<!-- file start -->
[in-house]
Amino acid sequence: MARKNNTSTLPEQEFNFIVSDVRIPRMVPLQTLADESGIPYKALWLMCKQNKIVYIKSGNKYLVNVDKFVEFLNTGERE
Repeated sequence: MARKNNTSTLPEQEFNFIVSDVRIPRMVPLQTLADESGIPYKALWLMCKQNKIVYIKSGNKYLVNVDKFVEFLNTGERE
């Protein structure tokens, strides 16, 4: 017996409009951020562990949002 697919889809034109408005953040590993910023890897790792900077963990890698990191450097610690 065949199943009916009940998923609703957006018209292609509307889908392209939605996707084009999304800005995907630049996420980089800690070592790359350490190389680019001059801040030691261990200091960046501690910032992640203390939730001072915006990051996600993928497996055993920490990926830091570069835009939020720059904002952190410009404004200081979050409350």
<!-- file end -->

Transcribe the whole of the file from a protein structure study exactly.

[in-house]
Amino acid sequence: MARKNNTSTLPEQEFNFIVSDVRIPRMVPLQTLADESGIPYKALWLMCKQNKIVYIKSGNKYLVNVDKFVEFLNTGERE
Repeated sequence: MARKNNTSTLPEQEFNFIVSDVRIPRMVPLQTLADESGIPYKALWLMCKQNKIVYIKSGNKYLVNVDKFVEFLNTGERE
């Protein structure tokens, strides 16, 4: 017996409009951020562990949002 697919889809034109408005953040590993910023890897790792900077963990890698990191450097610690 065949199943009916009940998923609703957006018209292609509307889908392209939605996707084009999304800005995907630049996420980089800690070592790359350490190389680019001059801040030691261990200091960046501690910032992640203390939730001072915006990051996600993928497996055993920490990926830091570069835009939020720059904002952190410009404004200081979050409350």